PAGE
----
In the end I DID parade with Salgueiro on the Sunday of carnival. The costume was indeed hot, and heavy, but it was all manageable. The trick is to drink pots and pots of water beforehand, and not to put on the thickly padded cloak, or the hat and shoes, until the last possible minute.
There was a certain amount of unease at having a foreign gringa in the ala, but in truth I was far more experienced at parading in the sambodromo than many of the others in the Ala, who were largely Brazilian tourists and rich first timers from Zona Sul. And parading in an ala is much shorter than parading in a Bateria. And parading so many times in baterias gives one excellent training in how to behave in a Grupo Especial samba school parade.
Theres 3 important jobs an ala member has to do. The first is to sing the song, which is achievable even by foreign gringos if they are persistant. The second is to be animated and to keep dancing, or at least moving around, throughout the parade, without losing your place in the line. The third is to look ecstatically happy throughout.
Jobs 2 and 3 are hard to do if the costume is too hot and heavy and the shoes too uncomfortable. Even the Salgueiro veterans in the ala were having problems looking as if they were enjoying it by the end. By a third of the way down the sambodromo the burning pain from the simple flat shoes extended from my feet up past the knees. Still, had to keep moving, smiling, singing and dancing.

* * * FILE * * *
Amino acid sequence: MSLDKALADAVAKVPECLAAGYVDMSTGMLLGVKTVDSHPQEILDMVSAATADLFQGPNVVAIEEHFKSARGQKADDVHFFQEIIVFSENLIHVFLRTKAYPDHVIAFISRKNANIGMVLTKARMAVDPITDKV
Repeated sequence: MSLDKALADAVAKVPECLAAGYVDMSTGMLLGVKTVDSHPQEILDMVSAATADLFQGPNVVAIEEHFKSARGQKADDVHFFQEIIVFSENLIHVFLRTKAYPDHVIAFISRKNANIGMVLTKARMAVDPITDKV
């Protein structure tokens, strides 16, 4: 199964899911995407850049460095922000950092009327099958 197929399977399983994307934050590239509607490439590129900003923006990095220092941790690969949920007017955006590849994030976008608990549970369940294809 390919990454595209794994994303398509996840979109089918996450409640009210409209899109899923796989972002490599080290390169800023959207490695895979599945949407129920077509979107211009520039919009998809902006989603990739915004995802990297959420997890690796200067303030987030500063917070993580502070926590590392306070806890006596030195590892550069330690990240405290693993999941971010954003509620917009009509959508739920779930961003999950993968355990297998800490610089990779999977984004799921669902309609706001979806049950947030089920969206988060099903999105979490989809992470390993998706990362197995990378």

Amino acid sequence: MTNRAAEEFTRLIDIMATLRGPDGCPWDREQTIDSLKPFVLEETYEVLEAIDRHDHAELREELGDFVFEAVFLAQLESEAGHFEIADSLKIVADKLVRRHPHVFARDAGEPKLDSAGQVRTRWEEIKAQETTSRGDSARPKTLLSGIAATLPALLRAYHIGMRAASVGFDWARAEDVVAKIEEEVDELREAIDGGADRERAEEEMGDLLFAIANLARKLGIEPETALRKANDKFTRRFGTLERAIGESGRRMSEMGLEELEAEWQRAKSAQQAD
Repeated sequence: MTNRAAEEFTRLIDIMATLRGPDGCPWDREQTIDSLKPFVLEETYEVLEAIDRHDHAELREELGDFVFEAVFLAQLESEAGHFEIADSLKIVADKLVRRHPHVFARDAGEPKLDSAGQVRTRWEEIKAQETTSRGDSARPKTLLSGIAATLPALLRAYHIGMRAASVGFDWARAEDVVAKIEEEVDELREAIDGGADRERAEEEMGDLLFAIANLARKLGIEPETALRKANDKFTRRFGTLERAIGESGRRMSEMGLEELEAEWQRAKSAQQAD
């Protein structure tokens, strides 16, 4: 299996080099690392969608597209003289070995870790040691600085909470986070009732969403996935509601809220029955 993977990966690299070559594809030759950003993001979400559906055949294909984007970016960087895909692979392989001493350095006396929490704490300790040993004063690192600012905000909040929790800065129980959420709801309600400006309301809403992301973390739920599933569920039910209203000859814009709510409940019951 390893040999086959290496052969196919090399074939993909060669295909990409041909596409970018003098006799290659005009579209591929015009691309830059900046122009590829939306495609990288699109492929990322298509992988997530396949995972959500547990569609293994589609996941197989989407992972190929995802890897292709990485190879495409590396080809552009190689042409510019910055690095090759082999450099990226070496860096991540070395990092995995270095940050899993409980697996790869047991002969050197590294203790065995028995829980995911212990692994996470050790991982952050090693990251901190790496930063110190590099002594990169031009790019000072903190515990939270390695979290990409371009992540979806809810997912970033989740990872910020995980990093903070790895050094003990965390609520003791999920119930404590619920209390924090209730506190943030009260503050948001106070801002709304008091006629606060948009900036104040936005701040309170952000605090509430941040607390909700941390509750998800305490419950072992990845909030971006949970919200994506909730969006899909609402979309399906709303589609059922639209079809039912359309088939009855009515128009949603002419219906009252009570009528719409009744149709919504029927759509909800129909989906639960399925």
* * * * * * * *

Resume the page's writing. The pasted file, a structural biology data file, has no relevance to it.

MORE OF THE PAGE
But as a veteran of the sambodromo I was prepared. I drank enough water before the parade to avoid dehydration, despite the liters of sweat produced by 40 minutes of dancing in that sweltering costume in nearly 40 degrees of heat. There were paracetamol and light clothes in a bag hidden inside the voluminous padded trousers. And a pair of super comfortable sandals strapped to my back, completely hidden under the huge padded swirly cloak. Immediatly after the parade, whilst others stood there, sweating, it was off with the costume, on with the clothes and sandals and down with 2 paracetamol.
Things get crazy over carnaval, and its hard to keep up with a blog. But its Friday after carnaval, which was supposed to end on Wednesday, and I´ve just got back from Lapa, where the party is still going strong.